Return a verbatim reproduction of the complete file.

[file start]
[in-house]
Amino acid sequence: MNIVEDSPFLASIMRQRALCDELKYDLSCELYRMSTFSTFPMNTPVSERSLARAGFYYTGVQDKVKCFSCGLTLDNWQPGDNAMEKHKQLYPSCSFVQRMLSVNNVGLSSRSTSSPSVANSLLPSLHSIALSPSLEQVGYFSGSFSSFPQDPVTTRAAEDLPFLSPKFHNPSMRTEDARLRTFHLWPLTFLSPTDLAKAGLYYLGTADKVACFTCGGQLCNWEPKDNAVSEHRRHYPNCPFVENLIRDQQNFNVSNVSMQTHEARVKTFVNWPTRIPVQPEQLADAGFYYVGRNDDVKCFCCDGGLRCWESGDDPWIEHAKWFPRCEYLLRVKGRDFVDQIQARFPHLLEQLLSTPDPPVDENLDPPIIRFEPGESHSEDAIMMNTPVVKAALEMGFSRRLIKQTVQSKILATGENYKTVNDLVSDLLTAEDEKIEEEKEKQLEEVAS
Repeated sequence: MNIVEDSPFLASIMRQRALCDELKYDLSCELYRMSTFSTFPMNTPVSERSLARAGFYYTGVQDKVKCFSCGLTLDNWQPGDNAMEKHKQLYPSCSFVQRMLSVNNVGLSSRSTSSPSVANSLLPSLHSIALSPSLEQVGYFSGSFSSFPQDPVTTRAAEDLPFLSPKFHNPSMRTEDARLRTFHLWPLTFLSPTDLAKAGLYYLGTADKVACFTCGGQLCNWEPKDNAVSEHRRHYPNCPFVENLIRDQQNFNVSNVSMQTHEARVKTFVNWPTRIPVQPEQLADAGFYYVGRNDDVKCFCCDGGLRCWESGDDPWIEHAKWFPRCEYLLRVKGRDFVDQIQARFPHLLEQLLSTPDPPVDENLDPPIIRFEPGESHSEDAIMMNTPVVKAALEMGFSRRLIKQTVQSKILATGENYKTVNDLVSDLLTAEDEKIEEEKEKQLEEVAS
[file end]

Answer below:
[in-house]
Amino acid sequence: MNIVEDSPFLASIMRQRALCDELKYDLSCELYRMSTFSTFPMNTPVSERSLARAGFYYTGVQDKVKCFSCGLTLDNWQPGDNAMEKHKQLYPSCSFVQRMLSVNNVGLSSRSTSSPSVANSLLPSLHSIALSPSLEQVGYFSGSFSSFPQDPVTTRAAEDLPFLSPKFHNPSMRTEDARLRTFHLWPLTFLSPTDLAKAGLYYLGTADKVACFTCGGQLCNWEPKDNAVSEHRRHYPNCPFVENLIRDQQNFNVSNVSMQTHEARVKTFVNWPTRIPVQPEQLADAGFYYVGRNDDVKCFCCDGGLRCWESGDDPWIEHAKWFPRCEYLLRVKGRDFVDQIQARFPHLLEQLLSTPDPPVDENLDPPIIRFEPGESHSEDAIMMNTPVVKAALEMGFSRRLIKQTVQSKILATGENYKTVNDLVSDLLTAEDEKIEEEKEKQLEEVAS
Repeated sequence: MNIVEDSPFLASIMRQRALCDELKYDLSCELYRMSTFSTFPMNTPVSERSLARAGFYYTGVQDKVKCFSCGLTLDNWQPGDNAMEKHKQLYPSCSFVQRMLSVNNVGLSSRSTSSPSVANSLLPSLHSIALSPSLEQVGYFSGSFSSFPQDPVTTRAAEDLPFLSPKFHNPSMRTEDARLRTFHLWPLTFLSPTDLAKAGLYYLGTADKVACFTCGGQLCNWEPKDNAVSEHRRHYPNCPFVENLIRDQQNFNVSNVSMQTHEARVKTFVNWPTRIPVQPEQLADAGFYYVGRNDDVKCFCCDGGLRCWESGDDPWIEHAKWFPRCEYLLRVKGRDFVDQIQARFPHLLEQLLSTPDPPVDENLDPPIIRFEPGESHSEDAIMMNTPVVKAALEMGFSRRLIKQTVQSKILATGENYKTVNDLVSDLLTAEDEKIEEEKEKQLEEVAS